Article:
Cement Industry "Vision 2030" Launched
The 10th edition of Cement Expo and International Conference, held in association with Indian Cement Review (ICR) magazine, got off to a fantastic start on December 20, 2018, in Hyderabad, with the release of ICR's Vision 2030, developed through primary and secondary research by Delhi-based Kanvic Consulting, the knowledge partner for the event. On the second day of the conference, awards were presented recognising lifetime contributions by stalwarts and the fastest growing cement companies.
Speaking at the biennial conference and expo, Pratap Padode, Founder and President, FIRST Construction Council (FCC), said, "India's cement industry has historically grown faster than the overall economy of the country - in fact, its remarkable progress has made India the world's second-largest cement producer and it has also emerged to be one of the top industries in the world in terms of thermal and process efficiencies." FCC is an infrastructure think tank focused on providing the latest updates on the construction industry in India.
Sumit Banerjee, Chairman, Editorial Advisory Board, ICR, said, "There is an urgent need for the government to work on a national policy for building materials, not only for cement but also for materials like sand and aggregates, so that various issues confronting these sectors can be dealt with in a planned manner through coordinated policy-making. Our effort in drafting the report on Vision 2030 is a humble contribution to highlight this need."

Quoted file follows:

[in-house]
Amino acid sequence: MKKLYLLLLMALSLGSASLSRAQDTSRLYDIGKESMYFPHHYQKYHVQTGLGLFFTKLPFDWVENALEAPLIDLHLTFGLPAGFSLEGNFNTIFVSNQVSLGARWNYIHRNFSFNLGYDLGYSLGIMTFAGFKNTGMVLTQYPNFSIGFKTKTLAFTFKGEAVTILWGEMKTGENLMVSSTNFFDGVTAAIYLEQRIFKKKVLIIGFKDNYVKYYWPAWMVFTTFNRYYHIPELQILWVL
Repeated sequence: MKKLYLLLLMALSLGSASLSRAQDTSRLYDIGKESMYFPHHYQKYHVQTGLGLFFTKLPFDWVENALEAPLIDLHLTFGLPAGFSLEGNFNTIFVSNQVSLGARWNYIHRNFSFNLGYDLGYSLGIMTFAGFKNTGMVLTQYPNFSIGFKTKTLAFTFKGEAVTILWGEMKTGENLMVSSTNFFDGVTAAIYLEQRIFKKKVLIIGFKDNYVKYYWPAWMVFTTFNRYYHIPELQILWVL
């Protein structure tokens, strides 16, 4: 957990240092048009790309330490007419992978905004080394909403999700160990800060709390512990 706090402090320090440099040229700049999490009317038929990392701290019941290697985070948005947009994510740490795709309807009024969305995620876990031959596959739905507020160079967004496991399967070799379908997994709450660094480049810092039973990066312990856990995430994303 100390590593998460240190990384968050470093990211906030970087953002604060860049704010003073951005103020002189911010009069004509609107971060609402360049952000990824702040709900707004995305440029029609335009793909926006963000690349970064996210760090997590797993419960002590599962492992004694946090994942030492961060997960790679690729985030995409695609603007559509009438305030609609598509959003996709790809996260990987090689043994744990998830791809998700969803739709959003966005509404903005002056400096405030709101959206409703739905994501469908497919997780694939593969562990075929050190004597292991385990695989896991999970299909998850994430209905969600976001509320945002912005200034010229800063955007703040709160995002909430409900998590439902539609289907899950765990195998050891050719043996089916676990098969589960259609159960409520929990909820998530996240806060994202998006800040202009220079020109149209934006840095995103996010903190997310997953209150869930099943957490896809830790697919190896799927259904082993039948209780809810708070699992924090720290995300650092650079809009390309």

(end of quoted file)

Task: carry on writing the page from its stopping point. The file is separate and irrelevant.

Discussing the findings of the Vision 2030 report, Deepak Sharma, Director, Kanvic Consulting, said, "Kanvic's Cement Demand Projection Model shows that cement demand in India will increase by 116 per cent by 2030 to 660 million metric tonne (mmt) at a CAGR of 6.6 per cent." He also said that to meet the future cement demand in 2030, the industry will need to invest in 368 mmt of additional capacity, an increase of 83 per cent.
"There is a sudden boom in exports from India. China's resorting to closing down all high polluting cement plants has made India a cement exporter again during the past year," said Krishna Srivastava, Director-Marketing, Penna Cement Industries.
Indonesia, which was a major exporter of cement to neighbouring countries till recently, has shifted focus to China, thus enabling Indian companies to export their cement products to markets such as Bangladesh, Sri Lanka and Malaysia. With this, the southern region has seen an uptick in exports.
Speakers at the event also emphasised upon the need to increase use of alternative fuels and raw (AFR) materials and recognise those focusing on the use of alternative fuels, particularly municipal and agricultural waste. "AFR usage in India is just 6-8 per cent, while it is 70-80 per cent in Europe," said Makarand Marathe, Director, Cement Division, thyssenkrupp Industries India.
Meanwhile, Salil Garg, Director & Co-Head, Corporates, India Ratings & Research, pointed out that unless India finds a viable model for funding infrastructure projects, demand for cement is unlikely to grow in double digits. Atul Priyadarshi, Senior AGM-Planning & Development, Kalburgi Cement, pointed out that cement usage will increase if cement companies reduce the delivered cost of cement by using costal shipping and inland waterways.
The leading participants included ABB, ACC, AdorFontech, Ambuja Cement, Beumer India, Bharathi Cement, BHEL, Calderys India Refractories, CII-Sohrabji Godrej Green Business Centre, Dalmia Bharat Cement, Dawar Cement, Edelweiss Financial Service, FL Smidth & Co, Government of Telangana, Heidelberg Cement, JK Cement, JK Lakshmi Cement, NCL Industries, OCL India, Penna Cement, Phoenix Group and Wonder Cement.
The event was supported by Ministry of Commerce and Industry, ABB, Eicher, Penna Cement, JK Cements and Bharathi Cement.